biographical note about yourself.  Include your major, any interesting
        personal background (where you're from, hobbies, etc.), your computer
        experience if any, why you chose this topic, etc.  Include your e-mail
        address.  Write in the third person, eg:

            Jane Brown ([log in to unmask]) is a third-year Education
            major.  She was born is Saskatoon but moved to Calgary when she
            was five years old.  She is particularly interested in primary
            education, and wants to explore how computer applications might be
            used to help children with learning disabilities...  (etc)

    f.  When you have created the two files, type ls <enter> to list the files
        in your public_html directory.  If you don't see them, call for help.

    g.  Important last step:  Type chmod a+rx *.*.  In step c you gave read
        and execute permission for the public_html directory.  Here you are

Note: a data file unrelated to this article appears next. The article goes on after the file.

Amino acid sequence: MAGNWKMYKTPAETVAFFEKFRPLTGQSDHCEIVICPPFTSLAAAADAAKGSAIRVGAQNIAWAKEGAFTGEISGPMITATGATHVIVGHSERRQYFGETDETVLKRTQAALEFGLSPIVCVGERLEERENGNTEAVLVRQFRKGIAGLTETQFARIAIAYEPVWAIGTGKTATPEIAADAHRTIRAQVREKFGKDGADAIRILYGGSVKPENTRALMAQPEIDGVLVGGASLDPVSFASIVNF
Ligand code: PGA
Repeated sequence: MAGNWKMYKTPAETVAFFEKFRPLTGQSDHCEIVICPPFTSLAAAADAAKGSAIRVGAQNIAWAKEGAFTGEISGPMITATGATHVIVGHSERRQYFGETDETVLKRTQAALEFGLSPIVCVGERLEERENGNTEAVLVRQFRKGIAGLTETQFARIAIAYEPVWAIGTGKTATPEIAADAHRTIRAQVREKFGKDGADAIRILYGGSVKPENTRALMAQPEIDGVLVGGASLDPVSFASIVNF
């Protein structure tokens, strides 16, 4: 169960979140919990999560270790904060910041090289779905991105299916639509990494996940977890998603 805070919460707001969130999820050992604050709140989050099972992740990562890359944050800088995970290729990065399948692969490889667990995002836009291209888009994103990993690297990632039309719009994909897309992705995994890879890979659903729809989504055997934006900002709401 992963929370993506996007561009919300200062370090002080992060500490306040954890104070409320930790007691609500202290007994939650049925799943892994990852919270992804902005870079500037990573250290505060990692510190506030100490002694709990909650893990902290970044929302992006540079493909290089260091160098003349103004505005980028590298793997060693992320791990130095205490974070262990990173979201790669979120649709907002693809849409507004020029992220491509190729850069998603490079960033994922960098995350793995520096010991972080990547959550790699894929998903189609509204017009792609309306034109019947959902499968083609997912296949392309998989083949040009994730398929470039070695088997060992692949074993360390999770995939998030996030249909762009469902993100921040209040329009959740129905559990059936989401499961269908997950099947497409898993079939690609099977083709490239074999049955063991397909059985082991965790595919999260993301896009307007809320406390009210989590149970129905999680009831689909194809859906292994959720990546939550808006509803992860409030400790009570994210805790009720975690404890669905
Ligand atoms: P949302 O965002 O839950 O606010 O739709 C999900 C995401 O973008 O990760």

giving read and execute permission for the files that you have placed
        in this directory.  You must do this step at the end, after you have
        created the files, and repeat it whenever you create new files.

8.  June 8.  Write an "integrating document" with your group that pulls all of
    your sources into a more or less coherent discussion of the topic which
    will eventually have hypertext links to your individual files.  The
    following example uses the three works discussed in class on May 23 to
    explore the question "What changes to organizational structure will be
    caused by information technology?"  Note:  This is only an example!  Don't
    use material directly from the textbook!

    In this example, underlined text will eventually be replaced by hypertext
    links.

        What changes to organizational structure will be caused by information
        technology?

        by

        Jane Brown
        Bob Smith
        Joanne Jones  (These names will be linked to the .bio files that you
            created in step 7e)

        Authorities differ greatly about how organizational structure will be
        affected by information technology.  In The Mechanization of Office